According to Reporters Without Borders, "Press freedom is fast shrinking away" in Syria, where "arbitrary detentions are still routine, as is the use of torture." The state dropped eight places from last year.
The New York Times, in the September article "Web Tastes Freedom Inside Syria, and It's Bitter," detailed how reporters are still prevented from criticizing the president and security services or from reporting on issues like Syria’s Kurdish minority or the Alawites.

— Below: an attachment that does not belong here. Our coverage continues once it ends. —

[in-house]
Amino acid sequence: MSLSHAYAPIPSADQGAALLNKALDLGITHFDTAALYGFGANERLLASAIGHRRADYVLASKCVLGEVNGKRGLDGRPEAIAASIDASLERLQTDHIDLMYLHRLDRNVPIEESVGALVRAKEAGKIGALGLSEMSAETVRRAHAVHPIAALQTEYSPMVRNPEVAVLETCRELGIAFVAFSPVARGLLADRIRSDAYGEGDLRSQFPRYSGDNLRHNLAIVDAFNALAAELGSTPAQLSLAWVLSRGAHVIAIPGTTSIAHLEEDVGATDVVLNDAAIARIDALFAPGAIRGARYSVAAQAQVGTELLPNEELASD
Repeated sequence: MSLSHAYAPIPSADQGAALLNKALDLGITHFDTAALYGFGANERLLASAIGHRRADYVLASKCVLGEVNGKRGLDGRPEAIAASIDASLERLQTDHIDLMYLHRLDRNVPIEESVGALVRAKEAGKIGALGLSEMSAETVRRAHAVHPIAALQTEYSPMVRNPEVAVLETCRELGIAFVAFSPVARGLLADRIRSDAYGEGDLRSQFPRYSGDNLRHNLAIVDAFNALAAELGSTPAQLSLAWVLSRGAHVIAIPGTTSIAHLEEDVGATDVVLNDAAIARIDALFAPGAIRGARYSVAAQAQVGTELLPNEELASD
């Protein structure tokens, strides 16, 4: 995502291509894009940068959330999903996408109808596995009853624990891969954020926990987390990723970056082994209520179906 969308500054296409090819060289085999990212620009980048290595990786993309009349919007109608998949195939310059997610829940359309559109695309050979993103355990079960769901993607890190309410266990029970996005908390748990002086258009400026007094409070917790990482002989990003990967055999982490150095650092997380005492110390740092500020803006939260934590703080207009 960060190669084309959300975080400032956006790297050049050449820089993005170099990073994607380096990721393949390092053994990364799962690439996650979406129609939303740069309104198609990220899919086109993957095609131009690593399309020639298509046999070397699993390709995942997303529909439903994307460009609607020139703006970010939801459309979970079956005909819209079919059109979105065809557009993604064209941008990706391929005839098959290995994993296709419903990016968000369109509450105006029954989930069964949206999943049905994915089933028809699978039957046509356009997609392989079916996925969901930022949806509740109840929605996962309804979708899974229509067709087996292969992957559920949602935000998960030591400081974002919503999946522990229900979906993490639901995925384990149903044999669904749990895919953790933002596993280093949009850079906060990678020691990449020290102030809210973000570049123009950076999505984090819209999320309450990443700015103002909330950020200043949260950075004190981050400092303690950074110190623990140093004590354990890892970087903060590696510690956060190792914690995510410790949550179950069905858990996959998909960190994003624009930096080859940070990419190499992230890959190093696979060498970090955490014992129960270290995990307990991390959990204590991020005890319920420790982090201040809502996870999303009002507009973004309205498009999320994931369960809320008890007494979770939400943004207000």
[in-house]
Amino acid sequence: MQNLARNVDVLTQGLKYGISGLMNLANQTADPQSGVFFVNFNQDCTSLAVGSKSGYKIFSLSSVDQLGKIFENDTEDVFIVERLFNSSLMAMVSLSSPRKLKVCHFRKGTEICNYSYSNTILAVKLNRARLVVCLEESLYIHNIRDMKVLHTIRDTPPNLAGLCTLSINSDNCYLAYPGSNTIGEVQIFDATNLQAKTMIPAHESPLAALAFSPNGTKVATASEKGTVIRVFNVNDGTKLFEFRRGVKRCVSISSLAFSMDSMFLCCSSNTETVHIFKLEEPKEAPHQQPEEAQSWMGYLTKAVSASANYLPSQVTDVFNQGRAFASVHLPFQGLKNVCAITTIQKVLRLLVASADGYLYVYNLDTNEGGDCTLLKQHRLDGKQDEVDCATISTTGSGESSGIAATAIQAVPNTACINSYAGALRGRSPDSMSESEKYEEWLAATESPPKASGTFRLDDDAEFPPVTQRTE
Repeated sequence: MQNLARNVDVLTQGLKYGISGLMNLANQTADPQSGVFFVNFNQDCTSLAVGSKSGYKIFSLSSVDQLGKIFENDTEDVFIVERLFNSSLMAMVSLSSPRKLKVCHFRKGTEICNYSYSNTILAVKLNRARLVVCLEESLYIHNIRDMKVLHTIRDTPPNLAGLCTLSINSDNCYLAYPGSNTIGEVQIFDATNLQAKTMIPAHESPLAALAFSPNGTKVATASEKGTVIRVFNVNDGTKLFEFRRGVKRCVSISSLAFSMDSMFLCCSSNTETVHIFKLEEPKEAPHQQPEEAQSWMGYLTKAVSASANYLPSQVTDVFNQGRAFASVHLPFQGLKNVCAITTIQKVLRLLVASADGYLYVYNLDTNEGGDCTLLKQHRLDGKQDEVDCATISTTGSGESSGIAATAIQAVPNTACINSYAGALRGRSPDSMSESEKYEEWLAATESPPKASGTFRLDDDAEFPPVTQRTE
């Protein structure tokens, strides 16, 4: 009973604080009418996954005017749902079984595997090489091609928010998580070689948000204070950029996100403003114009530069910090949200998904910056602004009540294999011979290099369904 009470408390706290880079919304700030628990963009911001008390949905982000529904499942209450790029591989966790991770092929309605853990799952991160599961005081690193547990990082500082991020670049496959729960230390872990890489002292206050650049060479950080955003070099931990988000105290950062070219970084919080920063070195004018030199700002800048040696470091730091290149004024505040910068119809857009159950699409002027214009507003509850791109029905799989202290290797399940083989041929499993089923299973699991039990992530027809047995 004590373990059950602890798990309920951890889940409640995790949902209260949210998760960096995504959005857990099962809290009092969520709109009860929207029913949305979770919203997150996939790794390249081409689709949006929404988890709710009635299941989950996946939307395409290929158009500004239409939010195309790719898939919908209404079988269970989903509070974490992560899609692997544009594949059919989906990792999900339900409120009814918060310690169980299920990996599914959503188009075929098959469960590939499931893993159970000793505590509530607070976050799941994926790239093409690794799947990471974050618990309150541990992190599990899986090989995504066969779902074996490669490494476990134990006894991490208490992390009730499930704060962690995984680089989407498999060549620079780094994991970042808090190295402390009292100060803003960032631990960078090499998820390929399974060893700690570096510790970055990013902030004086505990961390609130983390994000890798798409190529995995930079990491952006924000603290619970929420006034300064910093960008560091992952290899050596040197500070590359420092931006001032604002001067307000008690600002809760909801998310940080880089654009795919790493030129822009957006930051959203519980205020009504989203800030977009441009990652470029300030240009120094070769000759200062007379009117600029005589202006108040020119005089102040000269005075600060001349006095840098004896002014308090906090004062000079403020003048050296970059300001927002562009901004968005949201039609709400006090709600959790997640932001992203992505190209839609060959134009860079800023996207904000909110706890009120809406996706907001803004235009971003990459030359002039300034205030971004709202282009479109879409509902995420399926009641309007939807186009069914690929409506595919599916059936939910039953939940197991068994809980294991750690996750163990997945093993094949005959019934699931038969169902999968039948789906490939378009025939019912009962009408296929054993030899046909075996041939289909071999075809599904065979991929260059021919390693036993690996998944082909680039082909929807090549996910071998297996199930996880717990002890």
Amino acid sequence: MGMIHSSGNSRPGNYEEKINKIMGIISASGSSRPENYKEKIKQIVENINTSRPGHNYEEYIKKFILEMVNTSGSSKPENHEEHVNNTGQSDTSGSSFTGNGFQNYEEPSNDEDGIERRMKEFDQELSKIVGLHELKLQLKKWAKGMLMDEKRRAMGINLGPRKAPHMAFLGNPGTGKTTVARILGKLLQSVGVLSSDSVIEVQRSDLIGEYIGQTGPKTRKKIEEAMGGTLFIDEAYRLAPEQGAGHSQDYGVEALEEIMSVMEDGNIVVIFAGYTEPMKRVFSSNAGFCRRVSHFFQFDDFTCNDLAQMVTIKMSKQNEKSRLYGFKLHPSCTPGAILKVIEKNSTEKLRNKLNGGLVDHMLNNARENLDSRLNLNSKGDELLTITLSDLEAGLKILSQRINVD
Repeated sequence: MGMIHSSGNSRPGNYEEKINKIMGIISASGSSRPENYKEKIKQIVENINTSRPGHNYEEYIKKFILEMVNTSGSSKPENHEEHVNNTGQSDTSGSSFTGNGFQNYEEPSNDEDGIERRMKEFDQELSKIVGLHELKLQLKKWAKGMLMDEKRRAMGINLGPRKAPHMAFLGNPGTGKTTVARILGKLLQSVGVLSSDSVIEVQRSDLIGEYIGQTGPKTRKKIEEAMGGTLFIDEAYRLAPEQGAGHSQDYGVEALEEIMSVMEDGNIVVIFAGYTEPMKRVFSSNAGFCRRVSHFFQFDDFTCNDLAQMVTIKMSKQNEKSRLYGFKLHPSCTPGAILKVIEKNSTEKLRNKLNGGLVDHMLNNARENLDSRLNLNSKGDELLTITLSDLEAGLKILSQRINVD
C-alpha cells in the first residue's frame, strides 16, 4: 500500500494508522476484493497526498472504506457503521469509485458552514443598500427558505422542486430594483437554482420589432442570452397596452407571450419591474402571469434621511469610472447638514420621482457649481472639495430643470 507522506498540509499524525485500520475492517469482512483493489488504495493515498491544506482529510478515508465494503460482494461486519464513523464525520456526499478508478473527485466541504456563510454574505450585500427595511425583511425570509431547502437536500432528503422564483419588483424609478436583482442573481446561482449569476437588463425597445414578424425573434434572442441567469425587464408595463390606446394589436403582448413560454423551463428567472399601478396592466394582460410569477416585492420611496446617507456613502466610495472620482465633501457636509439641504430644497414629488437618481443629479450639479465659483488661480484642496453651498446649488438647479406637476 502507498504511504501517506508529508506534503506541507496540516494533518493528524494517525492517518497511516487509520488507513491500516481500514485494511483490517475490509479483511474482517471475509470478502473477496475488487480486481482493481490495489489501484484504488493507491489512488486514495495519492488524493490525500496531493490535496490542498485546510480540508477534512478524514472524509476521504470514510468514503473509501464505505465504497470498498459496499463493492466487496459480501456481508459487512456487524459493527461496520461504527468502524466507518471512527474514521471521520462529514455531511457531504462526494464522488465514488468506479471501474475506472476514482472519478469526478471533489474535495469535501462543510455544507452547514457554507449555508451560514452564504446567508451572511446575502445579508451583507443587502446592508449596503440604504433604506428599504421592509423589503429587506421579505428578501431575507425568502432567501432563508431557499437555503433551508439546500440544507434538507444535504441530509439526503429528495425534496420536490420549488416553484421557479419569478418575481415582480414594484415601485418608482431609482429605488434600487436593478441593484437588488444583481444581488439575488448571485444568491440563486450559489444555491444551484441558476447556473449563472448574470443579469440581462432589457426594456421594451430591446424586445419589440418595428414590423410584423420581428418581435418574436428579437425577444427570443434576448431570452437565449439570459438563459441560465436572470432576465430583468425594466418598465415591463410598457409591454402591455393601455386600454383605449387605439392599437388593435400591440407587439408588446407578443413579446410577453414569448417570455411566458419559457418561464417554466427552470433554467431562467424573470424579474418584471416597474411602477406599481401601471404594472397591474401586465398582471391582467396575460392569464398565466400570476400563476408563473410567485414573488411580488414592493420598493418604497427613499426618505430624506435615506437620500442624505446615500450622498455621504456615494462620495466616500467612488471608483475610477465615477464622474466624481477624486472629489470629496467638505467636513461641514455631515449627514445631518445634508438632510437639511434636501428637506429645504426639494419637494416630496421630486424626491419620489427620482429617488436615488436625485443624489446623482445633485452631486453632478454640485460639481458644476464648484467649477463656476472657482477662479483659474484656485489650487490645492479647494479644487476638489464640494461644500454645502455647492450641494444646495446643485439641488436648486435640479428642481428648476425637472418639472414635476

Even minimal press freedom in Syria, according to the Times, "is threatened by an ever present fog of fear and intimidation, and some journalists fear that it could soon be snuffed out. A draft law regulating online media would clamp down on Syrian bloggers and other journalists, forcing them to register as syndicate members and submit their writing for review. Other Arab countries regularly jail journalists who express dissident views, but Syria may be the most restrictive of all."